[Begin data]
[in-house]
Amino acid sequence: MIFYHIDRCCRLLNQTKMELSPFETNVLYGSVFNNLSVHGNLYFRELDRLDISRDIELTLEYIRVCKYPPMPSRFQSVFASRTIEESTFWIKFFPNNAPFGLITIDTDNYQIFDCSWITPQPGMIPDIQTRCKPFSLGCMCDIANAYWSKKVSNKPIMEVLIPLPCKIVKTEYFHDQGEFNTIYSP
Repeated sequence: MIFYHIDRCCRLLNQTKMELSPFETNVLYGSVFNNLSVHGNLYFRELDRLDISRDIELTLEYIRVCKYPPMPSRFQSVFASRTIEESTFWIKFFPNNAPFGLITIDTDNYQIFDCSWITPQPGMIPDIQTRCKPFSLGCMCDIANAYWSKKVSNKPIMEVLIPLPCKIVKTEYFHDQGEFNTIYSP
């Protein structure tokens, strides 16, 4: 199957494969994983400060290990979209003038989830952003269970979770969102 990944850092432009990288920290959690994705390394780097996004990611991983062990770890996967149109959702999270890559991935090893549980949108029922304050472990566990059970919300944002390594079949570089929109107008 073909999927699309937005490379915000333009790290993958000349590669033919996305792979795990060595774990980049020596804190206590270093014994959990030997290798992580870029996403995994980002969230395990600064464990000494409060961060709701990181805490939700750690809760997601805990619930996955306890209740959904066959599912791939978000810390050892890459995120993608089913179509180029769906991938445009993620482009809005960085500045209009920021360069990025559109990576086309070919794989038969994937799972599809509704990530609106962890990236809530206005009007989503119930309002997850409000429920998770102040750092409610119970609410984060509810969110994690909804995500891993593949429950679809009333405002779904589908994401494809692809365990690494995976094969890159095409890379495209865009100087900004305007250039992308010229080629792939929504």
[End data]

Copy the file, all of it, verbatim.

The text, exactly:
[in-house]
Amino acid sequence: MIFYHIDRCCRLLNQTKMELSPFETNVLYGSVFNNLSVHGNLYFRELDRLDISRDIELTLEYIRVCKYPPMPSRFQSVFASRTIEESTFWIKFFPNNAPFGLITIDTDNYQIFDCSWITPQPGMIPDIQTRCKPFSLGCMCDIANAYWSKKVSNKPIMEVLIPLPCKIVKTEYFHDQGEFNTIYSP
Repeated sequence: MIFYHIDRCCRLLNQTKMELSPFETNVLYGSVFNNLSVHGNLYFRELDRLDISRDIELTLEYIRVCKYPPMPSRFQSVFASRTIEESTFWIKFFPNNAPFGLITIDTDNYQIFDCSWITPQPGMIPDIQTRCKPFSLGCMCDIANAYWSKKVSNKPIMEVLIPLPCKIVKTEYFHDQGEFNTIYSP
């Protein structure tokens, strides 16, 4: 199957494969994983400060290990979209003038989830952003269970979770969102 990944850092432009990288920290959690994705390394780097996004990611991983062990770890996967149109959702999270890559991935090893549980949108029922304050472990566990059970919300944002390594079949570089929109107008 073909999927699309937005490379915000333009790290993958000349590669033919996305792979795990060595774990980049020596804190206590270093014994959990030997290798992580870029996403995994980002969230395990600064464990000494409060961060709701990181805490939700750690809760997601805990619930996955306890209740959904066959599912791939978000810390050892890459995120993608089913179509180029769906991938445009993620482009809005960085500045209009920021360069990025559109990576086309070919794989038969994937799972599809509704990530609106962890990236809530206005009007989503119930309002997850409000429920998770102040750092409610119970609410984060509810969110994690909804995500891993593949429950679809009333405002779904589908994401494809692809365990690494995976094969890159095409890379495209865009100087900004305007250039992308010229080629792939929504």